Data Mining and Knowledge Discovery

, Volume 31, Issue 6, pp 1577–1579 | Cite as

Guest editorial: Special issue on sports analytics

  • Ulf Brefeld
  • Albrecht Zimmermann
Part of the following topical collections:
  1. Sports Analytics

This special issue is dedicated to recent advances in sports analytics. The field got its start as a somewhat exotic area in the statistics community (MathSport International 2017) and eventually attracted interest from sports management professionals (as immortalized by the book “Moneyball”; Lewis 2004), culminating in the “MIT Sloan Sports Conference” (MIT Sloan School of Management 2017).

As in most other areas of society, increasing amounts of data are being collected in all kinds of sports, and automated data analysis has become an important and rapidly developing field. Hence, more and more researchers from data mining (and machine learning) communities have joined the fray and specialised workshop series such as “Machine Learning and Data Mining for Sports Analytics” at ECML/PKDD (Davis et al. 2013) or “Large-Scale Sports Analytics” at KDD (Lucey et al. 2016) attest the increasing popularity of intelligent data analysis for sports analytics.

Sports analytics resides at a very attractive intersection of concrete application problems (both in health care/medical/sports research and the various industries connected to professional sports), significant commercial interest, large data collections, and wide-spread interest by the general public. Similar to early artificial intelligence research on games, sports data offer themselves as an interesting test bed for data mining researchers. In contrast to games—most of which have by now been solved—the universe of sports data is not discrete, and the elements of human individuality and human error have more influence, increasing the challenge. Yet at the same time many sports are constrained by rules and the place (track, field, climbing wall etc.) where the action takes place, offering repeatability that other real-life settings lack. Finally, sports data are being systematically collected, without the gaps (or mis-assigned values) that occur in sensor or administrative data.

Today, many different strategies, methods, and techniques have been studied in the context of sports analytics, depending on the type of sports, the data, and the goals of the analysis. Consequently, despite sports analytics being a rather novel field, there already exists a very diverse set of research questions, approaches, and data sources in the literature. Hence, the collection of papers presented in this special issue is neither comprehensive nor anticipates all future trends, but we hope it will provide a starting point for entering this exciting area.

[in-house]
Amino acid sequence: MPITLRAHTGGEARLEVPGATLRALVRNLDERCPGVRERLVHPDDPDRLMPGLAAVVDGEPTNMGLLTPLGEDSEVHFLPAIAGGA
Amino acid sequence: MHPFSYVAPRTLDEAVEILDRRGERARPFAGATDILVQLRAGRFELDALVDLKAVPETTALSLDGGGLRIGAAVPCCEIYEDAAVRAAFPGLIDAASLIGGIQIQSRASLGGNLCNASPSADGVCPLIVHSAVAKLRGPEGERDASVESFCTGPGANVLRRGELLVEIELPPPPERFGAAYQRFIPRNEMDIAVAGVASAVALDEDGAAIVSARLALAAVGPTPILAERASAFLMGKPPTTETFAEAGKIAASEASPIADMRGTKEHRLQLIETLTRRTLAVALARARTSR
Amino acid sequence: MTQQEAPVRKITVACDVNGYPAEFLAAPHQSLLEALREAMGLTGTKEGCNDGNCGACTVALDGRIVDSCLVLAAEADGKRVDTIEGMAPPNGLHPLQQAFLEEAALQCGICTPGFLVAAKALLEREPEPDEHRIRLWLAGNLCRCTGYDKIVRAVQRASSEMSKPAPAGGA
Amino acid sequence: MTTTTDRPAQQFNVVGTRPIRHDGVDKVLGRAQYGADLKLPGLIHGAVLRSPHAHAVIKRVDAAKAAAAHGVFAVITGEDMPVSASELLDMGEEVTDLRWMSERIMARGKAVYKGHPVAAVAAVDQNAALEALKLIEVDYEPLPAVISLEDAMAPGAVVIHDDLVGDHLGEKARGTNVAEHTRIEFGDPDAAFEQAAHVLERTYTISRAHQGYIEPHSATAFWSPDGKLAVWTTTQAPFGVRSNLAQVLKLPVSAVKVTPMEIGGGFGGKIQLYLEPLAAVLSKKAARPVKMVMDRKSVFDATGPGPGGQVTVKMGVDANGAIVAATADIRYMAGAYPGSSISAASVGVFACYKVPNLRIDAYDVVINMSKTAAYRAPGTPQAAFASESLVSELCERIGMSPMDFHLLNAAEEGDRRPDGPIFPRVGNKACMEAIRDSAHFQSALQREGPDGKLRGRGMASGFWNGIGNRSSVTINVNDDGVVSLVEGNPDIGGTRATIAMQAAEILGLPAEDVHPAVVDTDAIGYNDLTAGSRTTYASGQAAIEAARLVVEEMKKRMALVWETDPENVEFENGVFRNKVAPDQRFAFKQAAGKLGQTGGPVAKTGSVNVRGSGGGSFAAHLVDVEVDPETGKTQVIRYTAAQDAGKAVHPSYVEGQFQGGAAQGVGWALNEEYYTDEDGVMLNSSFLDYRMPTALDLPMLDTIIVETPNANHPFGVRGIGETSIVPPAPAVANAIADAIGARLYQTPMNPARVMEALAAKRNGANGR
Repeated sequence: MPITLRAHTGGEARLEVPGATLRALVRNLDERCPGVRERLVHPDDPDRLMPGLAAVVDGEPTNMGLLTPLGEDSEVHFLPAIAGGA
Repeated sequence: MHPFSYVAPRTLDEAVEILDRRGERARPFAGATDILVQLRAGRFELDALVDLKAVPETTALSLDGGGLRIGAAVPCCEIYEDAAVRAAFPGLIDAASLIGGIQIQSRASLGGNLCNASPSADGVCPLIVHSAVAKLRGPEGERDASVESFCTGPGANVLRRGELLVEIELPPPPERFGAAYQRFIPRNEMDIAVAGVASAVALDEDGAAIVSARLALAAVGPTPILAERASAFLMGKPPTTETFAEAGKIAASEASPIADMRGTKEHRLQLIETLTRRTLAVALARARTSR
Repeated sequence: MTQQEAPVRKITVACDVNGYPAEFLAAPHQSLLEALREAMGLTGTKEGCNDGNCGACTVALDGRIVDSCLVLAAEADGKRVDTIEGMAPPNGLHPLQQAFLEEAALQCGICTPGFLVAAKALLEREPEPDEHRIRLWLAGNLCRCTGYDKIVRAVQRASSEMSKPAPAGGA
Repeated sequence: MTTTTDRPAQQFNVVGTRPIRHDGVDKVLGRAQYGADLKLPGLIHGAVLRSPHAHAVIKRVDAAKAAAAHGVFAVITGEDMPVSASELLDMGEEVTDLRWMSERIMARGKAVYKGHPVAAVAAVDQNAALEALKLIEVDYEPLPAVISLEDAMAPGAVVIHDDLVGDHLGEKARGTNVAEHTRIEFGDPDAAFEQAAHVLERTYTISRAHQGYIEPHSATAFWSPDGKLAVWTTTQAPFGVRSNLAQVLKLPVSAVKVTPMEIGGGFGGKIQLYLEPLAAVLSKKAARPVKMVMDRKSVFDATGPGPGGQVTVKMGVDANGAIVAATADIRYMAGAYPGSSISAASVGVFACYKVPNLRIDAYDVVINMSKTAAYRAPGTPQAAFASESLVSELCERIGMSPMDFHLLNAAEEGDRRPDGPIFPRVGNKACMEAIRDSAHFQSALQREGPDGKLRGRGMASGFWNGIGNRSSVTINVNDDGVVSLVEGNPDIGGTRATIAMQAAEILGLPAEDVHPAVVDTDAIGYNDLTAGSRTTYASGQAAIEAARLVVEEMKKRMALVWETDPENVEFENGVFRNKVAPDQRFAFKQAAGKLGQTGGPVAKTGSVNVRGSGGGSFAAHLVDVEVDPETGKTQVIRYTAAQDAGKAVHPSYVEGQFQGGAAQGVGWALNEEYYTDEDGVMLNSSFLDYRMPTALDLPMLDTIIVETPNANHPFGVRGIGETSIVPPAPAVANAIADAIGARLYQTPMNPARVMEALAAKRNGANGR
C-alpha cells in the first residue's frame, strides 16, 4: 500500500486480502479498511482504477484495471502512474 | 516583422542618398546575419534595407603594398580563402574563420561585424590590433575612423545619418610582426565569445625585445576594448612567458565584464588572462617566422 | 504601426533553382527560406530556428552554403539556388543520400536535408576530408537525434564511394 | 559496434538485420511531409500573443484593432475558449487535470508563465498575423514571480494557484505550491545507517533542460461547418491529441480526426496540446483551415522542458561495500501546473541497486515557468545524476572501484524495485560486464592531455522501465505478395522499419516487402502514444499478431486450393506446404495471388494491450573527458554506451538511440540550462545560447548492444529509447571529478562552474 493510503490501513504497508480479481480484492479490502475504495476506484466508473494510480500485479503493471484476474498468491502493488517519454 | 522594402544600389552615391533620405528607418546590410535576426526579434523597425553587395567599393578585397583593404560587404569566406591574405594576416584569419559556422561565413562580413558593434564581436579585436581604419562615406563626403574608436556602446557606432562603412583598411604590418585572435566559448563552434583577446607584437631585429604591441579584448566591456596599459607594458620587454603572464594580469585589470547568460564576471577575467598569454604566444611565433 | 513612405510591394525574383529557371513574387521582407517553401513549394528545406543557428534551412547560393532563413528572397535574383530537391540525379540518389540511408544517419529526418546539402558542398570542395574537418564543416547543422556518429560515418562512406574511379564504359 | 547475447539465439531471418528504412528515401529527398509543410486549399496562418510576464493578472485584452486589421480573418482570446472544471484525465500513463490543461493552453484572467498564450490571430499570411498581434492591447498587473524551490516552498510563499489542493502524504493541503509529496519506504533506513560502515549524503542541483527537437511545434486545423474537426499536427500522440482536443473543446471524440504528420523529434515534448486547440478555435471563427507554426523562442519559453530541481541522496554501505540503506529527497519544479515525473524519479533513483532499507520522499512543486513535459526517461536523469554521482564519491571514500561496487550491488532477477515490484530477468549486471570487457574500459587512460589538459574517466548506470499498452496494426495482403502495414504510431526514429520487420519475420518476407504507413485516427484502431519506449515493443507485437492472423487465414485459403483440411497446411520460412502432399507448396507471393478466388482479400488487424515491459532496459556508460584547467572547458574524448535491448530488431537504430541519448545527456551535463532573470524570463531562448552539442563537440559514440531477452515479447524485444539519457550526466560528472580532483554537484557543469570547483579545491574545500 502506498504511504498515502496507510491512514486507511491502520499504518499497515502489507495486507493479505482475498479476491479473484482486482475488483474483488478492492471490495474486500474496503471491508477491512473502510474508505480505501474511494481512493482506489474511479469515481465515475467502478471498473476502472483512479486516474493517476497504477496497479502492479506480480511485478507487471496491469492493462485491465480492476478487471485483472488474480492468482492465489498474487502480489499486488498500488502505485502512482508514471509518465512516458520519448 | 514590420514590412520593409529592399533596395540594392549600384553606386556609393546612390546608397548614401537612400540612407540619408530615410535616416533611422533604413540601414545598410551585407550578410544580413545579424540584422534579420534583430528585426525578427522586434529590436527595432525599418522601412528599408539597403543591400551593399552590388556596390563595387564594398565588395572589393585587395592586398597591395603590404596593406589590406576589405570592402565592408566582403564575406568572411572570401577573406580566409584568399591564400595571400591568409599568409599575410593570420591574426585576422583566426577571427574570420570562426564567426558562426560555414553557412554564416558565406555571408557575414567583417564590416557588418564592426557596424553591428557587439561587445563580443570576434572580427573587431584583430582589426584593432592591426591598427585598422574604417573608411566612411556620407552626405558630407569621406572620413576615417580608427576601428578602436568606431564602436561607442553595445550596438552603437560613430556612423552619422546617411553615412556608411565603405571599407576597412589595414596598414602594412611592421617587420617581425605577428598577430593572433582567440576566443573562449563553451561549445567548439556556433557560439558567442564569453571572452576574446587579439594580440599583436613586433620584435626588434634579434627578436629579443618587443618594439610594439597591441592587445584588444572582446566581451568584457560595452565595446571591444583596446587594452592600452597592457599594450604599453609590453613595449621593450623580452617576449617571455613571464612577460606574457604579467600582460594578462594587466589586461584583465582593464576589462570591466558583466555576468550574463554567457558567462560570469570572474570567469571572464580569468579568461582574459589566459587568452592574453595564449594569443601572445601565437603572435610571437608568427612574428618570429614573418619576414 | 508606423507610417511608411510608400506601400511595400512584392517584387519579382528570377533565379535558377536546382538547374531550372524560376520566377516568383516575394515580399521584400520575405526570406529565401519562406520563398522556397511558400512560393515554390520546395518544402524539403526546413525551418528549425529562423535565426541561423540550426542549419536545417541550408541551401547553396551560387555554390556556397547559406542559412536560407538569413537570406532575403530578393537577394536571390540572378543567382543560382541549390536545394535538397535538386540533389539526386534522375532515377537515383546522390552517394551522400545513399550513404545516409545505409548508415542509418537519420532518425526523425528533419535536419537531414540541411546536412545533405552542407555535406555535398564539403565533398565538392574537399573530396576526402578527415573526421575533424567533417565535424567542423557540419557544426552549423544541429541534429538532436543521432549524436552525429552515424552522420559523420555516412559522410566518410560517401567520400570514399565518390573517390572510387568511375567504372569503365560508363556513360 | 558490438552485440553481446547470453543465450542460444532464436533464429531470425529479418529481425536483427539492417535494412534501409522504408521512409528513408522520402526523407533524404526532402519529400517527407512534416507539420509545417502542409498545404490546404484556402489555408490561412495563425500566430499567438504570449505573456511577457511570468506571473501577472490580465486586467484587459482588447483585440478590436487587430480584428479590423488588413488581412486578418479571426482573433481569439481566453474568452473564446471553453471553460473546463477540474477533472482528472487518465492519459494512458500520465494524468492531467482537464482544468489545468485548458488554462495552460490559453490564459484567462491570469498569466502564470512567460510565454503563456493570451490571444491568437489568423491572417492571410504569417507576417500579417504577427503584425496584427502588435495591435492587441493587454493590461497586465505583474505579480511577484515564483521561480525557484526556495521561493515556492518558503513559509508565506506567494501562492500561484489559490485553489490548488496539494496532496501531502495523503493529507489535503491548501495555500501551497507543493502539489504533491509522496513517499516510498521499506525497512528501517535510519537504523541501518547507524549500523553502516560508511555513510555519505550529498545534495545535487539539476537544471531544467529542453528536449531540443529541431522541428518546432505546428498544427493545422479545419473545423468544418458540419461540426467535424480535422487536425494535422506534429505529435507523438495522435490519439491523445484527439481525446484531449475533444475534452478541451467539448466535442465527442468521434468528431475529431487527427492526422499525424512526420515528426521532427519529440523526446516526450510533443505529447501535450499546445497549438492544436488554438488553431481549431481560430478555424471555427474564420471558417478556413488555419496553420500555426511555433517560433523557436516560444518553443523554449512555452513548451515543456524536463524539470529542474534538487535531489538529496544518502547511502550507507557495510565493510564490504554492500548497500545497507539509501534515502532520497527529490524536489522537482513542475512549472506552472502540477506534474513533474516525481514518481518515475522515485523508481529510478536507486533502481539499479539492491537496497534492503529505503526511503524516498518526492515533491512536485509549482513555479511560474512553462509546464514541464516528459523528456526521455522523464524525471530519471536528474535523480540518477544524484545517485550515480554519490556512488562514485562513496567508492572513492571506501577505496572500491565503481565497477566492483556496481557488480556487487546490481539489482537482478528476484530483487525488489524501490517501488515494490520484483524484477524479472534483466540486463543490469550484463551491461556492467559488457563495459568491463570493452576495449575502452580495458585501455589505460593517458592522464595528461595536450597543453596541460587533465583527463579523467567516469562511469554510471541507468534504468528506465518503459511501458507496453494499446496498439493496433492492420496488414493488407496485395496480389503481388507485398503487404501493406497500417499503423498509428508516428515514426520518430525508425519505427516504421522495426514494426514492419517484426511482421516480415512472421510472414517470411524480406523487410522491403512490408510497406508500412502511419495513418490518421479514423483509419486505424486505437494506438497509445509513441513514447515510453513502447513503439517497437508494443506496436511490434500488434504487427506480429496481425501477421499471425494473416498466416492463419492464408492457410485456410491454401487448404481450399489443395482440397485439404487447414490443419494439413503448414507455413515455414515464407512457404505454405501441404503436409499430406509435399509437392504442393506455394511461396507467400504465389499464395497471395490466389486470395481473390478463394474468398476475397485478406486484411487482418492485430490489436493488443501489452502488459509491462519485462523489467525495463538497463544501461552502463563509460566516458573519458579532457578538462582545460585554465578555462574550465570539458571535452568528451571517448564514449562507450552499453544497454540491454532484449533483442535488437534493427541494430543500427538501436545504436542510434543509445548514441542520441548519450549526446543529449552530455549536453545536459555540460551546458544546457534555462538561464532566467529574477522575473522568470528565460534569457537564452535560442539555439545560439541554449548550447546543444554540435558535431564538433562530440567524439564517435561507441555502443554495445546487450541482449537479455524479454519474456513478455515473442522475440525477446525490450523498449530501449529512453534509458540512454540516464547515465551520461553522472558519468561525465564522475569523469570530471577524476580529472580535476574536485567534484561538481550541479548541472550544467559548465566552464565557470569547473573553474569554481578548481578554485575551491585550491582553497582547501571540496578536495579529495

As we expected, the special issue received much interest, attracting twenty eight submissions, of which ten made the final cut. The material included in this collection covers sports as diverse as baseball (Bendtsen et al.), basketball (van Bommel et al., Vinue et al.), beach volleyball (Kautz et al.), cricket (Salman et al.), ice hockey (Schulte et al.), rock climbing (Herault et al.), soccer (Andrienko et al., Kostakis et al.), and speed skating (Knobbe et al.). The reported analyses are performed both on an aggregated (match actions, referee bias etc) and on individual levels (player movements, player diets etc).

The contributions in this special issue challenge the standard computation model of learning from independently drawn instances by focusing on spatio-temporal player trajectories, regularly conducted physiological measurements, or player career data. Technically, the analyses are carried out using a variety of approaches, such as deep learning, Bayesian networks, or archetypal analysis. In contrast to typical data mining papers, in many cases the described work is not limited to the data analysis technique but involves the entire KDD pipeline from data preparation (or even data acquisition) via transformation, analysis, up to the interpretation of derived results.

Some articles extend contributed papers of the afore-mentioned workshops, and the Sloan Sports Analytics Conference, but this special issue also contains novel contributions. We thus believe that it provides a timely snap-shot of the state-of-the-art in this exciting field, covering a wide range of methods and sports.

We would like to thank everybody who contributed to the special issue, the authors for their valuable contributions, the guest editorial board for delivering high-quality reviews, Melissa Fearon and the Springer team for making it happen and, last but not least, Juffi Fürnkranz for pushing the idea of a special issue forward.

Enjoy reading,

Ulf Brefeld and Albrecht Zimmermann,



  1. Davis J, van Haaren J, Kaytoue M, Zimmermann A (2013) Machine learning and data mining for sports analytics.
  2. Lewis M (2004) Moneyball: the art of winning an unfair game. WW Norton & Company, New YorkGoogle Scholar
  3. Lucey P, Morgan S, Wiens J, Yue Y (2016) KDD workshop on large-scale sports analytics.
  4. MathSport International (2017).
  5. MIT Sloan School of Management (2017) MIT sloan sports analytics conference.

Copyright information

© The Author(s) 2017

Authors and Affiliations

  1. 1.Machine LearningLeuphana UniversityLüneburgGermany
  2. 2.UNICAEN, ENSICAEN, CNRS, GREYCNormandie UnivCaenFrance

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